Leaving Reliance, the next 7 miles were not my favorite. There was a lot of pavement involved and frankly I was getting tired. The course goes over the Hiawassee River and then follows a trail/road along the Hiawassee until it eventually dead ends into the Powerhouse Aid station. While on this section, there was one little part of trail that connected various parking lots for the river. I was behind a fellow for a while and then had just got in front of him when we came to one of these parking lots. There was one car parked there. An older couple along with a young girl about the age of 7 or so sitting on a picnic table. As I approached them the girl looked towards me and yelled, “Daddy!” She jumped to her feet and ran past me to the man behind me and jumped into his arms. It was a sweet moment and made me think of my family. I wouldn’t see my little girl till Sunday, but I was looking forward to seeing Amber at the Coker Falls crew access, where we had planned to meet at 8:05pm. Once I got to the Powerhouse Aid station, I must have looked pretty tired. One of the volunteers there asked me a if I was okay…then about 30 seconds later she asked again. As I was filling my bottles and looking for some caffeine, she asked for the third time saying, “Are you sure you are okay? This next section is tough.” I felt tired but I was ready for the next section, I had run this section on a training run a couple months earlier. I got past the TVA parking area and then on to a beautiful and technical single track trail that followed the water but also had two steep abrupt climbs and descents. During my training run I had gotten loss on this trail. I followed it to the point where I had lost the trail earlier and….yep….I lost the trail again. It leads down to the creek and then just stops. I pulled myself up to the bank and fought through some trees and undergrowth looking for a flag or a trail or a person. I decided I would go back towards the place where I lost it and wait for someone when I saw 4 other runners jumping over the creek upon large boulders to the other side where there was a flag….So that is how the trail goes, across the creek! I continued on this section watching the sun go down and watching my watch. I wanted to be there at the right time for Amber, it looked like I was going to be there almost exactly on time. Josh also caught up to me on the ascent to Coker Falls and passed me. Evidently I had passed him while he stopped for nature. We came to the falls on our left and the aid stain was just ahead. I am sure the Falls were beautiful, but I was wanting to get to the crew access by 8:05pm. At the Coker Falls Aid Station, I refilled bottles, and drank some coke. Josh was there and sat down looking tired. Also there was Franklin, who I hadn’t seen since like mile 7. The trio was short lived though when Franklin said that he was dropping due to knee pain. I was upset for him, but also prayed that I wouldn’t hurt something out here either.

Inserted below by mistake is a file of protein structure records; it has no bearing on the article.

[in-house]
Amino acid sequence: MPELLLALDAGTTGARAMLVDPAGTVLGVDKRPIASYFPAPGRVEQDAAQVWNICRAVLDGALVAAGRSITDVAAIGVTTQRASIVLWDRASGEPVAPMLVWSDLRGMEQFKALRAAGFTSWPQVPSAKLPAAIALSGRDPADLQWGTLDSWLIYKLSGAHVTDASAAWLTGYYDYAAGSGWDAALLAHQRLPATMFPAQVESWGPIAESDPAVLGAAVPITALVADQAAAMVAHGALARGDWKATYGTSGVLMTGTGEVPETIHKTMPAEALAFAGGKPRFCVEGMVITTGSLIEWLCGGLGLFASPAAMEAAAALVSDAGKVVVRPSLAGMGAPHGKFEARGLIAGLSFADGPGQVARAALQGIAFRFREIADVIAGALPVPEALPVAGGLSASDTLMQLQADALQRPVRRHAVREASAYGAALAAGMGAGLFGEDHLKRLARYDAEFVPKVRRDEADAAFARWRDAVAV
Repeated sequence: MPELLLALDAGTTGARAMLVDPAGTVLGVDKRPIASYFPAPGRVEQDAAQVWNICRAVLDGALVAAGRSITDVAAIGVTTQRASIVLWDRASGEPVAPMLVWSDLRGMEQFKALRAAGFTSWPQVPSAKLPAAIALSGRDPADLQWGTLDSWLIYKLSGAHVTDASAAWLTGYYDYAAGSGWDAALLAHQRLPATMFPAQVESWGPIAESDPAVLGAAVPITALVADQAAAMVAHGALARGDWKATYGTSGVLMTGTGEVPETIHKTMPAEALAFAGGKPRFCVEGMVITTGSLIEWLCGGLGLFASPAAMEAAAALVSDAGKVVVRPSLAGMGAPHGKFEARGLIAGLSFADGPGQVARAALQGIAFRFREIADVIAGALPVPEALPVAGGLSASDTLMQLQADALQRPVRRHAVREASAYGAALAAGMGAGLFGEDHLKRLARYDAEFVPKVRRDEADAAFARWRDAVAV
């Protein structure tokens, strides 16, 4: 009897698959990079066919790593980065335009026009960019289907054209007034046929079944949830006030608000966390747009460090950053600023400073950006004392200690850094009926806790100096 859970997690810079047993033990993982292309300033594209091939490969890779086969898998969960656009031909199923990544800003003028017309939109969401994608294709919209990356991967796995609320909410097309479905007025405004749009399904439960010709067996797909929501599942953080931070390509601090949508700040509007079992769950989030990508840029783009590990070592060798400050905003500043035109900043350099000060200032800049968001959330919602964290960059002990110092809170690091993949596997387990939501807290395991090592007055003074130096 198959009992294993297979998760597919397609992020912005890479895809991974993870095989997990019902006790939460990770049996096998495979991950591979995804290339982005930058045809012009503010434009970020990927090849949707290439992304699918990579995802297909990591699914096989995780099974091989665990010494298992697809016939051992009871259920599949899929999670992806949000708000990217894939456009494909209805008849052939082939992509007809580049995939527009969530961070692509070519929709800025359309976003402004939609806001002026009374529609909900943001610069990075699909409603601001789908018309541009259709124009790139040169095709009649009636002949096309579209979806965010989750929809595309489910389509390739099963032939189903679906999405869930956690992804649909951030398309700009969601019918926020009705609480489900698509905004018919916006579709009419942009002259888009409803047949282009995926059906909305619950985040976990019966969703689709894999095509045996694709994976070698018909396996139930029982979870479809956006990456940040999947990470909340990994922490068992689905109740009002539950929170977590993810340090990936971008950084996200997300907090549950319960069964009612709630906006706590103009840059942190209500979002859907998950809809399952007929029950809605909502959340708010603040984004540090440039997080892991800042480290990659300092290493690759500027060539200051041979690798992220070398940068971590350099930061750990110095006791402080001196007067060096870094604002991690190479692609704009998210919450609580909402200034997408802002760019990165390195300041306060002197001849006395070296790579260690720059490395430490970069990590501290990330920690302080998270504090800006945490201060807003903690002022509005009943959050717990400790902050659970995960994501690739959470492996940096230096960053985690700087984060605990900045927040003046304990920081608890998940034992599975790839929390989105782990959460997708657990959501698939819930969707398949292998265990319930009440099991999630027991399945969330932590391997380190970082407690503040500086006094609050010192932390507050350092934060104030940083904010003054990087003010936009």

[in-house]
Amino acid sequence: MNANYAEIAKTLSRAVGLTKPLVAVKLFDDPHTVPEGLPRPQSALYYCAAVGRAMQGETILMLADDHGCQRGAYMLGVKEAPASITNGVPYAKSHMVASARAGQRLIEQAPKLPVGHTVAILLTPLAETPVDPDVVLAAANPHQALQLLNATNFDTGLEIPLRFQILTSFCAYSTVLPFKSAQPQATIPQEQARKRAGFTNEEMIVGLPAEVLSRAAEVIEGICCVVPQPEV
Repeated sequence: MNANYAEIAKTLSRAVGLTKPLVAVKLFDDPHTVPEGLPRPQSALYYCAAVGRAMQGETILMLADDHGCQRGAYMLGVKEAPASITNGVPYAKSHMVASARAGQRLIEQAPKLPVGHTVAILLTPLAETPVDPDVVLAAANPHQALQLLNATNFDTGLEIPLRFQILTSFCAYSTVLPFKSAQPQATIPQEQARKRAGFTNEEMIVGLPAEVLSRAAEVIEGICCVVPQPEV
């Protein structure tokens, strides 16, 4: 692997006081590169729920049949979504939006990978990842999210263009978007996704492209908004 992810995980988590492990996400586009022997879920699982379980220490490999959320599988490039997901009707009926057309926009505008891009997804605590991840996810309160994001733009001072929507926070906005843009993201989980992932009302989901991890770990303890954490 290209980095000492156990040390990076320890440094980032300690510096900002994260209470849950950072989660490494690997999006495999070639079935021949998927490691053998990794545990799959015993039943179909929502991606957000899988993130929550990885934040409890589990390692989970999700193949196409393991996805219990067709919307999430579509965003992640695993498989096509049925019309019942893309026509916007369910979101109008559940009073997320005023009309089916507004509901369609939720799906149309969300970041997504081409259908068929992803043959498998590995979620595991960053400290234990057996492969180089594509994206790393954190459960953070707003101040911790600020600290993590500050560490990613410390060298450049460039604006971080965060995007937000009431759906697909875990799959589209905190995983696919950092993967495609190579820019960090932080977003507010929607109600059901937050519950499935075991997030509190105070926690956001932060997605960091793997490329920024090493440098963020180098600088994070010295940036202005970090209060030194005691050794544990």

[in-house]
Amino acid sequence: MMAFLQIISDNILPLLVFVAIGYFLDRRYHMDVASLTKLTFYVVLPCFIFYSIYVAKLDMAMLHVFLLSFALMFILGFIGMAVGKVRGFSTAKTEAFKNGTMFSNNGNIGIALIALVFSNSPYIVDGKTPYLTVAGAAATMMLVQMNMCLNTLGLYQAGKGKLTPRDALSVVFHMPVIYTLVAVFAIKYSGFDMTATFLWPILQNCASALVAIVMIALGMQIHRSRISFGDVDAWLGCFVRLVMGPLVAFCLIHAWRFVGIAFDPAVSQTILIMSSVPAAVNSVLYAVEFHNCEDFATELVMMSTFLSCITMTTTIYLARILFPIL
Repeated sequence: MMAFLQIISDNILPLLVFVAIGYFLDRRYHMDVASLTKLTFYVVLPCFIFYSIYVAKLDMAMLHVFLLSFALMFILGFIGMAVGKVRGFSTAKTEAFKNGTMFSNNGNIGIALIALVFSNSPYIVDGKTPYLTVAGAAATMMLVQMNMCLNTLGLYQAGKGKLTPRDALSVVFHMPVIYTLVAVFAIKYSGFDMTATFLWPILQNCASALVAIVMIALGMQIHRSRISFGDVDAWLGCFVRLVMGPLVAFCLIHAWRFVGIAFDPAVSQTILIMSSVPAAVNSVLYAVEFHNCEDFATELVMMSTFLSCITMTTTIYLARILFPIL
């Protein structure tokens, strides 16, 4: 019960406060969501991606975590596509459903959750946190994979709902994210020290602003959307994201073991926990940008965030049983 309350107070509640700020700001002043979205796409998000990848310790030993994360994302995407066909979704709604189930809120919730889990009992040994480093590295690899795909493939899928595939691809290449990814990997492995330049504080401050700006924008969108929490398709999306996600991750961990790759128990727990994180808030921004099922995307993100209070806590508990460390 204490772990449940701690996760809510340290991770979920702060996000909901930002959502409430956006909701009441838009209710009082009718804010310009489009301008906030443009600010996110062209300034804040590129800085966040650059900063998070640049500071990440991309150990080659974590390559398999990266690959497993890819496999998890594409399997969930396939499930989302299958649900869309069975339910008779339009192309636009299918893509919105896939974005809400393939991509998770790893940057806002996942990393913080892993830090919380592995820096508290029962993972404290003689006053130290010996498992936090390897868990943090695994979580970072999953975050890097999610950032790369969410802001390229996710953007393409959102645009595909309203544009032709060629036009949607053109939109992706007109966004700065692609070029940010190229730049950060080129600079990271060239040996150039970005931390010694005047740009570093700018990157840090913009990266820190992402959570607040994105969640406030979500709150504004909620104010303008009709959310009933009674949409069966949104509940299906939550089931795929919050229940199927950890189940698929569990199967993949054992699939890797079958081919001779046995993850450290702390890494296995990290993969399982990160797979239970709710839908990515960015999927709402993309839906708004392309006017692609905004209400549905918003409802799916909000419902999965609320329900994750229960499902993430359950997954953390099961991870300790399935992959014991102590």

Leaving Coker falls I climbed a large hill on a dirt road till I got to the crew access. I saw Melissa Judd and the rest of the Judd Crew, but I didn’t see Amer. Melissa said that she saw her and that she was parking the car. So Melissa went to go look for her while I sat down in a camp chair they had for Nathan. It was the first time I had sat down all race. I had run over 8hrs and 40 miles. The seat felt good but I didn’t need to be there long. I fixed my bag and put on my headlamp because it was getting dark. I wanted to get going but before that I wanted to find Amber. So I started walking up another hill where all the crew was parked. I started yelling, “Amber Pharr!!!! Amber Pharr!!!” as I walked along the long row of parked crew vehicles. I never found her there and Melissa came back down the hill saying she couldn’t find her either. I was a little worried, but wouldn’t worry too much more unless I missed her at the next cress access at Servilla Church (Mile 50).